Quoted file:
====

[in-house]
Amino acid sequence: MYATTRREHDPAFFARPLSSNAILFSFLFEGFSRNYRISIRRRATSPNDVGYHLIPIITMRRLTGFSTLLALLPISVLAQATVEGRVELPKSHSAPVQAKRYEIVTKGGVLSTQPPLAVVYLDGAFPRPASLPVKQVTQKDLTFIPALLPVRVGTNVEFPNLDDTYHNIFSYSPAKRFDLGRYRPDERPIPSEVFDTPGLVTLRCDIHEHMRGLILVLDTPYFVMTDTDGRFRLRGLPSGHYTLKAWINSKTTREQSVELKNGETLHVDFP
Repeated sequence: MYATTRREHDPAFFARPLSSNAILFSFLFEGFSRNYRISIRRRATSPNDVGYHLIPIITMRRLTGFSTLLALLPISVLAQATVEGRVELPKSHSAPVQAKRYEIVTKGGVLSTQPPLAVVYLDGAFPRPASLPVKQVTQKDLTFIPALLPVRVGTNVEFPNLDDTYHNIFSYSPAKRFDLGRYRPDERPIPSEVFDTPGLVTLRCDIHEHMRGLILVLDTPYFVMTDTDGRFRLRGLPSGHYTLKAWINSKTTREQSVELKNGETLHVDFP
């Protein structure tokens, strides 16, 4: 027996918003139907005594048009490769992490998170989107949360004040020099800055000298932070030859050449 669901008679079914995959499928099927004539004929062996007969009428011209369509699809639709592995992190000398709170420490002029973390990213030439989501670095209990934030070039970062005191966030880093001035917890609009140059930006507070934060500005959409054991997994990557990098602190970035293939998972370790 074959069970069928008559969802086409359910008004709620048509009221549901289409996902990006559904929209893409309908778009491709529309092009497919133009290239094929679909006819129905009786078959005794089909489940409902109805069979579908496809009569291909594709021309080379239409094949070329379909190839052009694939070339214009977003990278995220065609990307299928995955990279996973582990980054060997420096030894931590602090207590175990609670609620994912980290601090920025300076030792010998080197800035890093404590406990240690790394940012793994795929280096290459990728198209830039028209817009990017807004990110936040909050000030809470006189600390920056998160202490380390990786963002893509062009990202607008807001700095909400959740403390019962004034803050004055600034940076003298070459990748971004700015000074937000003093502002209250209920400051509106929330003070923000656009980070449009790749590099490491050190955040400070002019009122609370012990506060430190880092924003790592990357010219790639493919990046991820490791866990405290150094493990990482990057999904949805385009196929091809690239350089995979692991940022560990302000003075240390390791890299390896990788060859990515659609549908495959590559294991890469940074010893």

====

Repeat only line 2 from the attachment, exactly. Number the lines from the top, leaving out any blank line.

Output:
Amino acid sequence: MYATTRREHDPAFFARPLSSNAILFSFLFEGFSRNYRISIRRRATSPNDVGYHLIPIITMRRLTGFSTLLALLPISVLAQATVEGRVELPKSHSAPVQAKRYEIVTKGGVLSTQPPLAVVYLDGAFPRPASLPVKQVTQKDLTFIPALLPVRVGTNVEFPNLDDTYHNIFSYSPAKRFDLGRYRPDERPIPSEVFDTPGLVTLRCDIHEHMRGLILVLDTPYFVMTDTDGRFRLRGLPSGHYTLKAWINSKTTREQSVELKNGETLHVDFP